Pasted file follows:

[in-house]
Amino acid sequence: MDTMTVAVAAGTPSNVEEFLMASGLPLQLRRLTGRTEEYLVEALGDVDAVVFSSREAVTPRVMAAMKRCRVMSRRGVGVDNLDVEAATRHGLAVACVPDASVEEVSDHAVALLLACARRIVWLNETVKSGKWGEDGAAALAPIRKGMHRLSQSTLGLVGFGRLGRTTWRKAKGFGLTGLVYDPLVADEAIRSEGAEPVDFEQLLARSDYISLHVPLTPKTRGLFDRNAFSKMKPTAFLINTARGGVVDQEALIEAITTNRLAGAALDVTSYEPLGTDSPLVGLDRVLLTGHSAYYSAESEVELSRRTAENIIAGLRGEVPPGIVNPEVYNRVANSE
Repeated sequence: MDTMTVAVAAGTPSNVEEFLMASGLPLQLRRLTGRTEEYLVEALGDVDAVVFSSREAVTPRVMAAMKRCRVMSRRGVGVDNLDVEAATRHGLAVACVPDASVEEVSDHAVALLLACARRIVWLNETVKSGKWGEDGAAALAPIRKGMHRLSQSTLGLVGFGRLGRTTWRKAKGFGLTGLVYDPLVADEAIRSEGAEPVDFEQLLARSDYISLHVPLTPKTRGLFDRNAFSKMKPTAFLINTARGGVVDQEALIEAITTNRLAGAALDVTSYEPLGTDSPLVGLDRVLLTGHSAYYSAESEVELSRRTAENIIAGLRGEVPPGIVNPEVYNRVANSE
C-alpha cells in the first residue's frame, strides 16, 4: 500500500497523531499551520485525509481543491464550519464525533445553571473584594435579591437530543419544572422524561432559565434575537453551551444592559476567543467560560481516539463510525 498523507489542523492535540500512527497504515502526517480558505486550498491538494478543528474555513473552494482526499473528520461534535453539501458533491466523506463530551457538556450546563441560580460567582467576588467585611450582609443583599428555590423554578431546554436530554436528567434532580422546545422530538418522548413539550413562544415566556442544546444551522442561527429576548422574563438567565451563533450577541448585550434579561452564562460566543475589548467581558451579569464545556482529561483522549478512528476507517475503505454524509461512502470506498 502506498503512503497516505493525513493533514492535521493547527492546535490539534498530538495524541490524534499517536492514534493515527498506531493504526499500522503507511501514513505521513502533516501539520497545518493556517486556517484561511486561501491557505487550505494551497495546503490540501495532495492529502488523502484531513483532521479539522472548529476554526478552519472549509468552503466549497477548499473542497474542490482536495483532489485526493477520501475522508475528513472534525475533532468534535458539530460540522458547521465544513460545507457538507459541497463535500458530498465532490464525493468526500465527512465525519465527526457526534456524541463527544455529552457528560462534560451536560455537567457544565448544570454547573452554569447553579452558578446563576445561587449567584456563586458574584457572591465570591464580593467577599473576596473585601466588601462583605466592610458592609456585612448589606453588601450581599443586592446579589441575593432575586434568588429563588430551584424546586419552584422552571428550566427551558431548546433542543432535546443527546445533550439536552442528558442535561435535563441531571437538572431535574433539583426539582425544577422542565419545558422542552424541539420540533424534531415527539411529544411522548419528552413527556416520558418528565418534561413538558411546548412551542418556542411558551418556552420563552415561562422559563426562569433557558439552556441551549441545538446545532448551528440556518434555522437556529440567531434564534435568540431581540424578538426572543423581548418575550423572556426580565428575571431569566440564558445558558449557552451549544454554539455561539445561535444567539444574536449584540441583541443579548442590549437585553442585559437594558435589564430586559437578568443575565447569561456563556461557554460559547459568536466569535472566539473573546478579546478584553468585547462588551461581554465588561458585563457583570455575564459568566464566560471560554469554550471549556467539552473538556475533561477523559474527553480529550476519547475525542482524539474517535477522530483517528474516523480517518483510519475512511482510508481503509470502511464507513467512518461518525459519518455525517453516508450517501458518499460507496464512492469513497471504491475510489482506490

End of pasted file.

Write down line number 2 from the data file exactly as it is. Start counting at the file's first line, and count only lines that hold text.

Amino acid sequence: MDTMTVAVAAGTPSNVEEFLMASGLPLQLRRLTGRTEEYLVEALGDVDAVVFSSREAVTPRVMAAMKRCRVMSRRGVGVDNLDVEAATRHGLAVACVPDASVEEVSDHAVALLLACARRIVWLNETVKSGKWGEDGAAALAPIRKGMHRLSQSTLGLVGFGRLGRTTWRKAKGFGLTGLVYDPLVADEAIRSEGAEPVDFEQLLARSDYISLHVPLTPKTRGLFDRNAFSKMKPTAFLINTARGGVVDQEALIEAITTNRLAGAALDVTSYEPLGTDSPLVGLDRVLLTGHSAYYSAESEVELSRRTAENIIAGLRGEVPPGIVNPEVYNRVANSE